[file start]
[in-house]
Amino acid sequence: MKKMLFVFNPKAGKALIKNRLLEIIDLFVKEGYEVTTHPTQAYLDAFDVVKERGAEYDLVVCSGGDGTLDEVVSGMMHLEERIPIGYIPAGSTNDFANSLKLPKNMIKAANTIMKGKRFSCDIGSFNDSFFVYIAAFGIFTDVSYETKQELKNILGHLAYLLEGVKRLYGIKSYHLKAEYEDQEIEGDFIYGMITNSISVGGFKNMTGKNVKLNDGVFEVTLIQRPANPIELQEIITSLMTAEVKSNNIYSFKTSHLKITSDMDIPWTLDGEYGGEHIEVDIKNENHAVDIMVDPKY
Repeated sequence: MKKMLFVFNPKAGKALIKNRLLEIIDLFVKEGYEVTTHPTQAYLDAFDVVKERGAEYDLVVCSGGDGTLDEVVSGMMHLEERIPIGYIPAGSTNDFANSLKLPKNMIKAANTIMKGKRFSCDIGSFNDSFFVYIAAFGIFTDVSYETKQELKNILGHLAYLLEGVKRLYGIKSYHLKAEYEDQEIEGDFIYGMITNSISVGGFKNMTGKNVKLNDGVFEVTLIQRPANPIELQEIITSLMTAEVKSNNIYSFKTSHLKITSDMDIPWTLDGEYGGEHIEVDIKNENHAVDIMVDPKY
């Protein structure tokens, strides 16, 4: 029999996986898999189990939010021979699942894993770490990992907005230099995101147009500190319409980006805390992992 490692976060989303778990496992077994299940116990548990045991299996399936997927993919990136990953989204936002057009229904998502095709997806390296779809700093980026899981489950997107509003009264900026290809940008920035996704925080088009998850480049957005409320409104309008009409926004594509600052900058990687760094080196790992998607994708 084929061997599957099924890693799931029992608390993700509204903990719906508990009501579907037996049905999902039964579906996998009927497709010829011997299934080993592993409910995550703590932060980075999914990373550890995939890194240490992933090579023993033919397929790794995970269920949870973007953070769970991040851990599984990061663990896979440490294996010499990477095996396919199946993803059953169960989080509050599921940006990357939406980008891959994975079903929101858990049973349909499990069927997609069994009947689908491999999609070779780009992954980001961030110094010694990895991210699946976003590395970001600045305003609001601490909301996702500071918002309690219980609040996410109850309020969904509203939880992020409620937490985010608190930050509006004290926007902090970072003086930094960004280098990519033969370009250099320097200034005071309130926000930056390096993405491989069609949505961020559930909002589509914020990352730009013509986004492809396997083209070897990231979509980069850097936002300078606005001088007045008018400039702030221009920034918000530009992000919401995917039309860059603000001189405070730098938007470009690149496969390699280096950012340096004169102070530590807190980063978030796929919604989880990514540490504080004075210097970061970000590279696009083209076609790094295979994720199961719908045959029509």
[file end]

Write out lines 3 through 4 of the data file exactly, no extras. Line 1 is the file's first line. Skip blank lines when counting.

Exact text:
Repeated sequence: MKKMLFVFNPKAGKALIKNRLLEIIDLFVKEGYEVTTHPTQAYLDAFDVVKERGAEYDLVVCSGGDGTLDEVVSGMMHLEERIPIGYIPAGSTNDFANSLKLPKNMIKAANTIMKGKRFSCDIGSFNDSFFVYIAAFGIFTDVSYETKQELKNILGHLAYLLEGVKRLYGIKSYHLKAEYEDQEIEGDFIYGMITNSISVGGFKNMTGKNVKLNDGVFEVTLIQRPANPIELQEIITSLMTAEVKSNNIYSFKTSHLKITSDMDIPWTLDGEYGGEHIEVDIKNENHAVDIMVDPKY
């Protein structure tokens, strides 16, 4: 029999996986898999189990939010021979699942894993770490990992907005230099995101147009500190319409980006805390992992 490692976060989303778990496992077994299940116990548990045991299996399936997927993919990136990953989204936002057009229904998502095709997806390296779809700093980026899981489950997107509003009264900026290809940008920035996704925080088009998850480049957005409320409104309008009409926004594509600052900058990687760094080196790992998607994708 084929061997599957099924890693799931029992608390993700509204903990719906508990009501579907037996049905999902039964579906996998009927497709010829011997299934080993592993409910995550703590932060980075999914990373550890995939890194240490992933090579023993033919397929790794995970269920949870973007953070769970991040851990599984990061663990896979440490294996010499990477095996396919199946993803059953169960989080509050599921940006990357939406980008891959994975079903929101858990049973349909499990069927997609069994009947689908491999999609070779780009992954980001961030110094010694990895991210699946976003590395970001600045305003609001601490909301996702500071918002309690219980609040996410109850309020969904509203939880992020409620937490985010608190930050509006004290926007902090970072003086930094960004280098990519033969370009250099320097200034005071309130926000930056390096993405491989069609949505961020559930909002589509914020990352730009013509986004492809396997083209070897990231979509980069850097936002300078606005001088007045008018400039702030221009920034918000530009992000919401995917039309860059603000001189405070730098938007470009690149496969390699280096950012340096004169102070530590807190980063978030796929919604989880990514540490504080004075210097970061970000590279696009083209076609790094295979994720199961719908045959029509």